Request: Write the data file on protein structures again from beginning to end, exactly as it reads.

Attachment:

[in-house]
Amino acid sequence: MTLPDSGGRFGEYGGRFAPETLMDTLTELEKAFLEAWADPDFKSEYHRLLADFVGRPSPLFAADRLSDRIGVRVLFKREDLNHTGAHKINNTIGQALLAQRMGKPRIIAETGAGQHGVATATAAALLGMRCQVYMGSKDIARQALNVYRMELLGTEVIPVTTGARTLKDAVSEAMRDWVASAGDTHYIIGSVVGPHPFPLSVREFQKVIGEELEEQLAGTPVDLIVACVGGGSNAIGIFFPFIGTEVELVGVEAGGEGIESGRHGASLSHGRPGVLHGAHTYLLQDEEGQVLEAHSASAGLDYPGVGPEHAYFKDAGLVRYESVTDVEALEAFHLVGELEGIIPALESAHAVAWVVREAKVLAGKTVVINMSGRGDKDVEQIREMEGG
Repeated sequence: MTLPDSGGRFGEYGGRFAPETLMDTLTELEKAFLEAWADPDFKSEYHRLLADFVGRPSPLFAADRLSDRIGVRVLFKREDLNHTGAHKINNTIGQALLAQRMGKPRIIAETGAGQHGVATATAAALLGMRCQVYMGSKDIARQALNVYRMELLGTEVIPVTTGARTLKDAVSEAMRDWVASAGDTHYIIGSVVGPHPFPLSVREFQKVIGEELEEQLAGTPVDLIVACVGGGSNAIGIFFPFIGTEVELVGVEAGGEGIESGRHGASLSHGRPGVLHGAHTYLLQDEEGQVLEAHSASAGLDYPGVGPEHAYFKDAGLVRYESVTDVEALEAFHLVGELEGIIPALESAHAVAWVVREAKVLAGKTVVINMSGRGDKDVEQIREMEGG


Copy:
[in-house]
Amino acid sequence: MTLPDSGGRFGEYGGRFAPETLMDTLTELEKAFLEAWADPDFKSEYHRLLADFVGRPSPLFAADRLSDRIGVRVLFKREDLNHTGAHKINNTIGQALLAQRMGKPRIIAETGAGQHGVATATAAALLGMRCQVYMGSKDIARQALNVYRMELLGTEVIPVTTGARTLKDAVSEAMRDWVASAGDTHYIIGSVVGPHPFPLSVREFQKVIGEELEEQLAGTPVDLIVACVGGGSNAIGIFFPFIGTEVELVGVEAGGEGIESGRHGASLSHGRPGVLHGAHTYLLQDEEGQVLEAHSASAGLDYPGVGPEHAYFKDAGLVRYESVTDVEALEAFHLVGELEGIIPALESAHAVAWVVREAKVLAGKTVVINMSGRGDKDVEQIREMEGG
Repeated sequence: MTLPDSGGRFGEYGGRFAPETLMDTLTELEKAFLEAWADPDFKSEYHRLLADFVGRPSPLFAADRLSDRIGVRVLFKREDLNHTGAHKINNTIGQALLAQRMGKPRIIAETGAGQHGVATATAAALLGMRCQVYMGSKDIARQALNVYRMELLGTEVIPVTTGARTLKDAVSEAMRDWVASAGDTHYIIGSVVGPHPFPLSVREFQKVIGEELEEQLAGTPVDLIVACVGGGSNAIGIFFPFIGTEVELVGVEAGGEGIESGRHGASLSHGRPGVLHGAHTYLLQDEEGQVLEAHSASAGLDYPGVGPEHAYFKDAGLVRYESVTDVEALEAFHLVGELEGIIPALESAHAVAWVVREAKVLAGKTVVINMSGRGDKDVEQIREMEGG